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Neurology. 2004 Mar 23;62(6 Suppl 4):S32-6.

Practical considerations in the use of apomorphine injectable.

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1
Jubilee Day Hospital, North Tyneside General Hospital, Tyne and Wear, United Kingdom.

Abstract

This manuscript provides a practical summary of guidelines for institution of apomorphine subcutaneous injectable therapy, including patient education, pre-treatment issues, dosage titration and side-effect care. The timing of each injection is crucial if an impending "off" period is to be averted. Patients need to be aware of symptoms of an approaching "off" period, and the injection should be administered at the onset or ideally, in anticipation of an "off" episode. Patients being considered for apomorphine treatment should undergo pre-treatment assessment and optimization of ongoing oral therapy prior to initiation. Education and counseling regarding the benefits of apomorphine can often alleviate this. In addition, and where available, it is beneficial to provide the patient and caregiver(s) with additional written information and videos provided by the manufacturer demonstrating the operation of the pump or pen injection systems. Once a patient has been assessed as being a suitable candidate for apomorphine, an apomorphine challenge is performed to determine responsiveness and guide appropriate dosing, establish an individual dose, and to observe for side effects, such as nausea, postural hypotension, excessive somnolence, or dyskinesia. Three days prior to the challenge, domperidone 20 mg tid or trimethobenzamide (Tigan) 300 mg tid is recommended. Potential side effects include yawning, dopaminergic side effects, such as dyskinesias, nausea, orthostatic hypotension, confusion, hallucinations, somnolence and rarely, hypersexuality or other behavioral disturbances, and skin nodule formation.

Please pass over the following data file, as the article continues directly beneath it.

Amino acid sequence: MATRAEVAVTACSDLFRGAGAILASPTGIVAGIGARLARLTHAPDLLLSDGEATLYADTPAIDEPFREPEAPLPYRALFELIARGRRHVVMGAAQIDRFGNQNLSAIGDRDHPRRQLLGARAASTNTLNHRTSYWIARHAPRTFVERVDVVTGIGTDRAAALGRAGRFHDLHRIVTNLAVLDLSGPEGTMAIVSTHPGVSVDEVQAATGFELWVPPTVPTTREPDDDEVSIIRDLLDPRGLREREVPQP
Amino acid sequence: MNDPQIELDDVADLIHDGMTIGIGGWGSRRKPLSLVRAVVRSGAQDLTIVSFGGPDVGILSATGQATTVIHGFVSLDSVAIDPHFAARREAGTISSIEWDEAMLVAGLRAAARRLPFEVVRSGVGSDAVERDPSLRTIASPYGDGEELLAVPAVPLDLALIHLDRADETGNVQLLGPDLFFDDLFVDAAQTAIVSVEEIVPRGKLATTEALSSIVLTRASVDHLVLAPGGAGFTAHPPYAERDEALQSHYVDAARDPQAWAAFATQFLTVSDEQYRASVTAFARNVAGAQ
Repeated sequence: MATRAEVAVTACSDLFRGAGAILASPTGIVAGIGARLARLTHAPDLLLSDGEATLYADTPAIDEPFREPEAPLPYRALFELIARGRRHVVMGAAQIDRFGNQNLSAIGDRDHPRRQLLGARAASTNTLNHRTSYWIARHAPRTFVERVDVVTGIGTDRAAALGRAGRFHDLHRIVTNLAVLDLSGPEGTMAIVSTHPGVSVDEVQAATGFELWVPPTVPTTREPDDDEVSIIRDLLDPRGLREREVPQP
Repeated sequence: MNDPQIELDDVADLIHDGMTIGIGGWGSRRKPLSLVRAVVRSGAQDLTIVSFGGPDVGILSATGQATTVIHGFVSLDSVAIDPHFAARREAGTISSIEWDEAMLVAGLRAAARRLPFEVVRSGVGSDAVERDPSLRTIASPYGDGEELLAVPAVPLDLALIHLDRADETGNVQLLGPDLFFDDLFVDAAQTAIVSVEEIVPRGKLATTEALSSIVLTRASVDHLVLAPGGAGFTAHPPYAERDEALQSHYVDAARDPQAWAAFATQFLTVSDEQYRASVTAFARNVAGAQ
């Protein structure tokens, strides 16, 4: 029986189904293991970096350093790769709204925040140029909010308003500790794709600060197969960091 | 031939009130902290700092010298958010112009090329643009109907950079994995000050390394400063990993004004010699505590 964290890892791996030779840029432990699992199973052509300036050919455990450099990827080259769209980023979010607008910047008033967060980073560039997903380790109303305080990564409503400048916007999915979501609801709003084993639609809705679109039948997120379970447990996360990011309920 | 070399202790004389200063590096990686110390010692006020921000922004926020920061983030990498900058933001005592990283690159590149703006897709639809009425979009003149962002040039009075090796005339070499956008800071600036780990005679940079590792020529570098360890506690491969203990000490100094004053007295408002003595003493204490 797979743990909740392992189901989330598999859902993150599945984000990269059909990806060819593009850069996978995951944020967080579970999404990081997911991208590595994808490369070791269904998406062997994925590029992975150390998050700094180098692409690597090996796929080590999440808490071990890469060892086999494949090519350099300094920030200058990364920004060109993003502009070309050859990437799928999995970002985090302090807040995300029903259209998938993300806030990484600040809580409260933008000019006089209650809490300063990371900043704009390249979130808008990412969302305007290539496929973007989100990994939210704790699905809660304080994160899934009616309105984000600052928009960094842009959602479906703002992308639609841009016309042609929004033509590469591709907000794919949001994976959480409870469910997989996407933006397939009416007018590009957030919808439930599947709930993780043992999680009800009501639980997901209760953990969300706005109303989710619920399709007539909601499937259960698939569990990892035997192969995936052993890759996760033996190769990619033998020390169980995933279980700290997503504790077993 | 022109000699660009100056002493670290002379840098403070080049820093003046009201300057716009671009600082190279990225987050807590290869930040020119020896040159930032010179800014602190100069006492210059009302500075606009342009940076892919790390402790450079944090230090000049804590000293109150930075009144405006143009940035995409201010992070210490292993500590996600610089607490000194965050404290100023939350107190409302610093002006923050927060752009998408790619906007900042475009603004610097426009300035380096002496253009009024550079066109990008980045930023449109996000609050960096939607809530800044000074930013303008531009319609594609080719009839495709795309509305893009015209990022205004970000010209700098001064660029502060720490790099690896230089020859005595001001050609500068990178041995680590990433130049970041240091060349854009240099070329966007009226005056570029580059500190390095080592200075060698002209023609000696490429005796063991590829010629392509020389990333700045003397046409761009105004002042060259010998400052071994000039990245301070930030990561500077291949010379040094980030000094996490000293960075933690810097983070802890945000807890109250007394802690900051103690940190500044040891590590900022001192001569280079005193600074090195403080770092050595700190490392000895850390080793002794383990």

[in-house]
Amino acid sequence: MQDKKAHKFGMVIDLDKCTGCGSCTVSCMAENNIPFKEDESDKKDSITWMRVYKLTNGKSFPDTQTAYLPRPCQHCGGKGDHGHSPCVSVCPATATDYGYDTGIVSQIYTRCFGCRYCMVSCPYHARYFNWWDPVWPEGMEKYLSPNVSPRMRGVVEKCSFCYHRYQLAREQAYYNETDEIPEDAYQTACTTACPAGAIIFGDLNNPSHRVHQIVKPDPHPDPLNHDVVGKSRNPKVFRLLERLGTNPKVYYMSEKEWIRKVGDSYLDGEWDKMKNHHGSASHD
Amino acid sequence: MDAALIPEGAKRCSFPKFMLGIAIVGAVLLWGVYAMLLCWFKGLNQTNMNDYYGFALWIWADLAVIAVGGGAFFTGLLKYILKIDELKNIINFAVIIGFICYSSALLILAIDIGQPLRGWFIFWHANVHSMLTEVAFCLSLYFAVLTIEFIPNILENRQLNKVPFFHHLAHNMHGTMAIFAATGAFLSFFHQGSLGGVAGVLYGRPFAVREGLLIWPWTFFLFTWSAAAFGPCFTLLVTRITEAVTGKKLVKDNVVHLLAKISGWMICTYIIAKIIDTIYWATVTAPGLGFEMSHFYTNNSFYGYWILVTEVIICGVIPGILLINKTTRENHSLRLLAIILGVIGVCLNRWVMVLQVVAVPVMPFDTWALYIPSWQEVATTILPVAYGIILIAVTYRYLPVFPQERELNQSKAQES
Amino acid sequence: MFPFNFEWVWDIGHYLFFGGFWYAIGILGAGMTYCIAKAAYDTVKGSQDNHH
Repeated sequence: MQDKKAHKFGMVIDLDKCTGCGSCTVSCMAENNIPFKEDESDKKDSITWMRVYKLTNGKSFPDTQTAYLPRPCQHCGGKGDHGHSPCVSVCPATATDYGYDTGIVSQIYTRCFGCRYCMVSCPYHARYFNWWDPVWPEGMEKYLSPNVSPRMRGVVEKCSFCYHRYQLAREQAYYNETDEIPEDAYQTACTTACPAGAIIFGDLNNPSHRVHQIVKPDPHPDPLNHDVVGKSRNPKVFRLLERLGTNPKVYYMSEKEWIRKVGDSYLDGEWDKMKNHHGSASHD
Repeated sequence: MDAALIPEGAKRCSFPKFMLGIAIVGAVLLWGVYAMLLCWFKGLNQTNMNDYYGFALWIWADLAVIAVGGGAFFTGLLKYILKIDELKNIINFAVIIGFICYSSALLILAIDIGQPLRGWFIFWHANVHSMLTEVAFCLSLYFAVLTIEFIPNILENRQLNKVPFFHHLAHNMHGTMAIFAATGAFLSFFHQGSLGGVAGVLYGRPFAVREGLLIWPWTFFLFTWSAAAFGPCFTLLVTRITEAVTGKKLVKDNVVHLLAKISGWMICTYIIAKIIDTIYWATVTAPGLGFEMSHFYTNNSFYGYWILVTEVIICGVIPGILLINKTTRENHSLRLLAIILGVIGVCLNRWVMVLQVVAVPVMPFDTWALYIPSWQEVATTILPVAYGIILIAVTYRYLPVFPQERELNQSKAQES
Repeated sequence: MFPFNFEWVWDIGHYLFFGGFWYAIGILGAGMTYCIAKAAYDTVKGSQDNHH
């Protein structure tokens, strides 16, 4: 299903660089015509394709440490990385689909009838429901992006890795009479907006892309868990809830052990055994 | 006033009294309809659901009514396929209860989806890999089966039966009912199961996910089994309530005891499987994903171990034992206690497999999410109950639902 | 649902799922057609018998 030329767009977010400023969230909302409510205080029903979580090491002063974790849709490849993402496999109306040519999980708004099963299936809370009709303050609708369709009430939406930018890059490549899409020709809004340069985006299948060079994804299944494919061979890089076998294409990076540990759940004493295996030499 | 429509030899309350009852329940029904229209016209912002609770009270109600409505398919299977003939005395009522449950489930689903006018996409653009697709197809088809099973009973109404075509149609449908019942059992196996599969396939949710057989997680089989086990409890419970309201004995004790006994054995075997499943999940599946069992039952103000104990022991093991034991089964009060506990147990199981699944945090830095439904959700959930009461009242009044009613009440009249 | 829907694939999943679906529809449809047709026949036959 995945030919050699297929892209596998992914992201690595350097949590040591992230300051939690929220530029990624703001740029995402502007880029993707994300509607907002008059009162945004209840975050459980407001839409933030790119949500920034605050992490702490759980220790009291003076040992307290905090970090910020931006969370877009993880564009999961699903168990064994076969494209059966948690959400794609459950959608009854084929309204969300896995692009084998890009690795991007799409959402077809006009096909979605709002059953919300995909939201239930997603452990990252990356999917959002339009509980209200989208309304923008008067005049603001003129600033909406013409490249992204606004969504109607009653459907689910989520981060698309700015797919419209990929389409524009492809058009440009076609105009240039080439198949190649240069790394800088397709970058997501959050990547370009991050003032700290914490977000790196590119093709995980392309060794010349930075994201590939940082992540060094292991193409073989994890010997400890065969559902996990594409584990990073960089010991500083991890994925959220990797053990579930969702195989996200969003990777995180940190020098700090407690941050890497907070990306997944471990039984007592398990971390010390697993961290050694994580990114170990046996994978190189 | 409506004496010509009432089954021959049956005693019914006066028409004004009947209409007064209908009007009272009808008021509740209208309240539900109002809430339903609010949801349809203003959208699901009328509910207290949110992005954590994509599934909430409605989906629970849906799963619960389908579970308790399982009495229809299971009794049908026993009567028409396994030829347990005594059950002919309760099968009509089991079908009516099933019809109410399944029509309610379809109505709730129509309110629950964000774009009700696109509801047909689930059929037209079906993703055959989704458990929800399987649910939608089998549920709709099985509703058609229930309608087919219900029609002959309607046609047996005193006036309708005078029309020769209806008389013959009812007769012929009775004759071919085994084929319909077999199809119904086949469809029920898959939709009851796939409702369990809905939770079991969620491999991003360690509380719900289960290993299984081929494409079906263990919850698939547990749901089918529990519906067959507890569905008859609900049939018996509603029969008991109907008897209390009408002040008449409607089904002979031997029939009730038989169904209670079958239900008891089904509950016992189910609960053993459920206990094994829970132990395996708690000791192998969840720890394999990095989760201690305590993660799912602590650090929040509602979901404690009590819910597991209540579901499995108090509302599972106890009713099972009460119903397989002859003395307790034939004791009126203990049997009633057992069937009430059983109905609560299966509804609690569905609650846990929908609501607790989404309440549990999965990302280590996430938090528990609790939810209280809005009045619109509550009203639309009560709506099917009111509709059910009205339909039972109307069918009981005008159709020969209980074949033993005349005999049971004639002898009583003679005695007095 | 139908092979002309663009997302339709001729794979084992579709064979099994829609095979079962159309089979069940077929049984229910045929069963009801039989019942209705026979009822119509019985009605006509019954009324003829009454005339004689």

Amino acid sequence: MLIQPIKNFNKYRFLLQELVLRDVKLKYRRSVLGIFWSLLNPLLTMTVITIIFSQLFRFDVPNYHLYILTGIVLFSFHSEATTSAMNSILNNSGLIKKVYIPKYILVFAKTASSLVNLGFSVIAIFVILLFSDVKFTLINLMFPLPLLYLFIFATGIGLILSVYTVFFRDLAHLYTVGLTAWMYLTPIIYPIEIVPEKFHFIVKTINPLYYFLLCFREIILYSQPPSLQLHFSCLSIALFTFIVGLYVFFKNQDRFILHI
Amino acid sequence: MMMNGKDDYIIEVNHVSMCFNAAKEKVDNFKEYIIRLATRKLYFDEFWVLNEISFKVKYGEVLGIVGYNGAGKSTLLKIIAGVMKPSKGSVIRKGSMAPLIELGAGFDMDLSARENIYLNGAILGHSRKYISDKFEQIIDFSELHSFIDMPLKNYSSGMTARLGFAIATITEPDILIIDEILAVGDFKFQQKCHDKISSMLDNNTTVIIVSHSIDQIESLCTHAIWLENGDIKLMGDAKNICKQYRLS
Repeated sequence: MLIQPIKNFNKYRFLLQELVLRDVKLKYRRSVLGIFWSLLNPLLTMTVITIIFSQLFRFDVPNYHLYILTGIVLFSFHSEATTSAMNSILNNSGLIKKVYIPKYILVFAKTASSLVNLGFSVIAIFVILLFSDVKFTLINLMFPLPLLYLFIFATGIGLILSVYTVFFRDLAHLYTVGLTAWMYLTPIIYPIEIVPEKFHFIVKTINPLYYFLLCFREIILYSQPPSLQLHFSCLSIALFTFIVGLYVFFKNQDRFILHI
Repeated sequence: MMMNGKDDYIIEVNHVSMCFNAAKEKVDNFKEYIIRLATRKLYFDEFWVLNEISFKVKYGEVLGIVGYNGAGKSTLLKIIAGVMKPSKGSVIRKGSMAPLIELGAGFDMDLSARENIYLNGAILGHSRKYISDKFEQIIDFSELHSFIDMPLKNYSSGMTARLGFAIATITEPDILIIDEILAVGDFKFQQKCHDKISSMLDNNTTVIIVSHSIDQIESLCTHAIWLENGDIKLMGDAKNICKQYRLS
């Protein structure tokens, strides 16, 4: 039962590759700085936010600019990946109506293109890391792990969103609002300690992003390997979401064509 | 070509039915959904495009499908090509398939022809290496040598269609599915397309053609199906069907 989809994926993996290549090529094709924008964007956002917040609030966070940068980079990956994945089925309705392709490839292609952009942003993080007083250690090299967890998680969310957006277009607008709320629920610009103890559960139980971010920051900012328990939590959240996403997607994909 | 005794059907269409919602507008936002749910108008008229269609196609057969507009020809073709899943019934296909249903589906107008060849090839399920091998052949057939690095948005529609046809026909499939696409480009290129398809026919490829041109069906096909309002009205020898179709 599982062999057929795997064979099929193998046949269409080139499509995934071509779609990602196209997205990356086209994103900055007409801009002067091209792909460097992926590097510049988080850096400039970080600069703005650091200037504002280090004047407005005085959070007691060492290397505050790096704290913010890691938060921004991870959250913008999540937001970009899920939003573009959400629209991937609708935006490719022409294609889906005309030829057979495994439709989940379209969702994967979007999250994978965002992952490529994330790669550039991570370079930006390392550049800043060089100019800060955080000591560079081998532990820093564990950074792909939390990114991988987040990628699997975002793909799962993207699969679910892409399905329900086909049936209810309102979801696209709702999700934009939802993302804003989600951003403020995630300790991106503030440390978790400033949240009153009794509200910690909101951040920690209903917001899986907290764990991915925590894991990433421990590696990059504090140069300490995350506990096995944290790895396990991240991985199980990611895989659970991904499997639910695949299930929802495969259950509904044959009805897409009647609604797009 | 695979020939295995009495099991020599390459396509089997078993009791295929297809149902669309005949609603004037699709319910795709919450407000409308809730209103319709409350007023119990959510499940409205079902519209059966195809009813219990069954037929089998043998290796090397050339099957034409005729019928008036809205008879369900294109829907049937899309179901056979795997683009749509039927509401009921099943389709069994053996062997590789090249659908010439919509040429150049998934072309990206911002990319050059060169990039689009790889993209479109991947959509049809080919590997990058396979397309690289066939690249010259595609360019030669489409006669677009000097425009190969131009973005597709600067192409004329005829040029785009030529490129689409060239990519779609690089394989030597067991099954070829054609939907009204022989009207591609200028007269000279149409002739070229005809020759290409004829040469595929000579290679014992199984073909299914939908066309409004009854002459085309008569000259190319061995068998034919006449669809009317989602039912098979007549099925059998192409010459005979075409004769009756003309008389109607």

PMID:
15037670
[Indexed for MEDLINE]
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